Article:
• Instead of doing a seek() to the start of the file, then skipBytes to the start of the data, why not seek() directly to the start of the data?
  • Strictly speaking, the seek is not necessary if you are planning on reading the entire file - it is more valuable later when you want to read a specific record. In which case you probably want to only perform one skip directly to the required record, rather than multiple little skips.


  • For the next section:

    You need to read the deleted flag before you start reading fields. There is only one deleted flag, not one per field.
    This means that your handling of the deleted flag status must move as well. You want to skip reading the individual fields if the entire record has been deleted.
    You are missing code in the case where the record has been deleted - you will have to skip over the current record.
    Actually I just realised - the code within your loop will read entire records, however the loop itself will only work for the number of fields in the record. So your counters inside the for() statement are incorrect.
    Regards, Andrew
    Richard Jackson
    Ranch Hand

    Joined: Jun 25, 2003
    Posts: 128
    Hi,Andrew
    Thanks for your sincere advices.
    Following your above points,
    you would be better to have constants in your class with the same values.

    I agree.
    So I try it again after changing that to constants.

    Is it right about its integrity?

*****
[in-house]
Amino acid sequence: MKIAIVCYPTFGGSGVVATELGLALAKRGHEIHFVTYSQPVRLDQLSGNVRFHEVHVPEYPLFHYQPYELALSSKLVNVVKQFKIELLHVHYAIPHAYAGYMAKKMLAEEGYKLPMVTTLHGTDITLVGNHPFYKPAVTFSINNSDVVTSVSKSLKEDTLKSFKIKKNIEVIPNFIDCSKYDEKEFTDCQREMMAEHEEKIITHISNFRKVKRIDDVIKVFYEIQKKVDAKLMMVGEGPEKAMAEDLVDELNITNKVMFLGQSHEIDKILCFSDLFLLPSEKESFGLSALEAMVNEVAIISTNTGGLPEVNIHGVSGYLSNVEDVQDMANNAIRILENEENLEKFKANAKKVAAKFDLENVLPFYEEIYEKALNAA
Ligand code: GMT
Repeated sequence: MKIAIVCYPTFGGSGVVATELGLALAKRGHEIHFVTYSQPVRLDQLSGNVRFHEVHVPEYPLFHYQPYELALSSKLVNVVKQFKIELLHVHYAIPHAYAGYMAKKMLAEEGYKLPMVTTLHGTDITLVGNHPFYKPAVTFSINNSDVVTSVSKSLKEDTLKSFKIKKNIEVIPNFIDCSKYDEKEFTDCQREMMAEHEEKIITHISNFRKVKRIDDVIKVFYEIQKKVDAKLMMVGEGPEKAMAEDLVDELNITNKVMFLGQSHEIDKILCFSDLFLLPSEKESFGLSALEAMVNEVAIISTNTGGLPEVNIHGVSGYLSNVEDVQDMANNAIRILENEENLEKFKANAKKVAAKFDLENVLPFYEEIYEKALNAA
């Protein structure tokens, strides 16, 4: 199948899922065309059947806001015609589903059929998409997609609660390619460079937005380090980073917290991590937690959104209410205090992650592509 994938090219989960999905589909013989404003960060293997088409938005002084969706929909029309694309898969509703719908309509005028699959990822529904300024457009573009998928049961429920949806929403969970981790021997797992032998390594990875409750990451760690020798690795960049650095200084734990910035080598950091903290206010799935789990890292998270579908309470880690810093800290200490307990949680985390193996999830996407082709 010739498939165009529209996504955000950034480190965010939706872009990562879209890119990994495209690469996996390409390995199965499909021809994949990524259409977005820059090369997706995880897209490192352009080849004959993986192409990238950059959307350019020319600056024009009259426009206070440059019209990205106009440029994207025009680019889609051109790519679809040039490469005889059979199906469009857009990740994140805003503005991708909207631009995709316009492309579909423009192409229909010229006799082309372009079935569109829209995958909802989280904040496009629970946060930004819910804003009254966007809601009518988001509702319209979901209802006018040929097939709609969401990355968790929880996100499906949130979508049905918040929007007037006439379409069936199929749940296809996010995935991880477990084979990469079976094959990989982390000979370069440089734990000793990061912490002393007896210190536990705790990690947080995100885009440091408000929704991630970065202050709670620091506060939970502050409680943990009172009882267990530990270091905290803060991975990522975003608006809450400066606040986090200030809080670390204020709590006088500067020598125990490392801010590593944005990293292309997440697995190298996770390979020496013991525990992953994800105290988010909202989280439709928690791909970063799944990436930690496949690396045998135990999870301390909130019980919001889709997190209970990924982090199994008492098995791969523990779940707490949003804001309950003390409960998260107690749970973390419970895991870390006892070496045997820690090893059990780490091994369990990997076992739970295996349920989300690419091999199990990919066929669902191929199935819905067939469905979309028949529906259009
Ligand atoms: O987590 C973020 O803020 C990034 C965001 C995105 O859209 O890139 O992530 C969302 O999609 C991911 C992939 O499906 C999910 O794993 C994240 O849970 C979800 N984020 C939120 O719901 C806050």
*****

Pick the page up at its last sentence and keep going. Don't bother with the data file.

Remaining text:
you could just read the header and schema (you have to do that anyway), then use RandomAccessFile's getFilePointer() method to tell you where you currently are in the file.

    I agree.
    Instead of doing a seek() to the start of the file, then skipBytes to the start of the data, why not seek() directly to the start of the data?

    You mean that I should seek the header of current record directly?
    But I am confused this.Should I give up using 'seek()' method?
    In which case you probably want to only perform one skip directly to the required record, rather than multiple little skips.

    Yes,you are right.
    Actually you mean that we need skip bytes with changeable length so as to read any record.OK?
    You need to read the deleted flag before you start reading fields. There is only one deleted flag, not one per field.
    This means that your handling of the deleted flag status must move as well. You want to skip reading the individual fields if the entire record has been deleted.
    You are missing code in the case where the record has been deleted - you will have to skip over the current record.
    Actually I just realised - the code within your loop will read entire records, however the loop itself will only work for the number of fields in the record. So your counters inside the for() statement are incorrect.